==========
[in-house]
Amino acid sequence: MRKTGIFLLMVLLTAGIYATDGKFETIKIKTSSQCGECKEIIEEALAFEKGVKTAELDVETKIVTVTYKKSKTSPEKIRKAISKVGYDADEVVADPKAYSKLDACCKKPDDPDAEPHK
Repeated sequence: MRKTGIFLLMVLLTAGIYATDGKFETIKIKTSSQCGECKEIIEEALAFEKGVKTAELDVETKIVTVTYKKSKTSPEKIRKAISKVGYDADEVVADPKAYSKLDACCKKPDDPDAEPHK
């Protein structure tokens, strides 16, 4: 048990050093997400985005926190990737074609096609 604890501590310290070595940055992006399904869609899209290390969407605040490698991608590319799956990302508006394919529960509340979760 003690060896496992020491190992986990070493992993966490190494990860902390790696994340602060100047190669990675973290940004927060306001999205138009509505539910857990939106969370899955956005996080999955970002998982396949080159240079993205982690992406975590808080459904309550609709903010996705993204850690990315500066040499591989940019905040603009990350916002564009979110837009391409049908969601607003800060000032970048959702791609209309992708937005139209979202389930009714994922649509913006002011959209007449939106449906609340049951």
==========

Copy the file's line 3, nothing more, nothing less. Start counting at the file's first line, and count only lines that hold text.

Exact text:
Repeated sequence: MRKTGIFLLMVLLTAGIYATDGKFETIKIKTSSQCGECKEIIEEALAFEKGVKTAELDVETKIVTVTYKKSKTSPEKIRKAISKVGYDADEVVADPKAYSKLDACCKKPDDPDAEPHK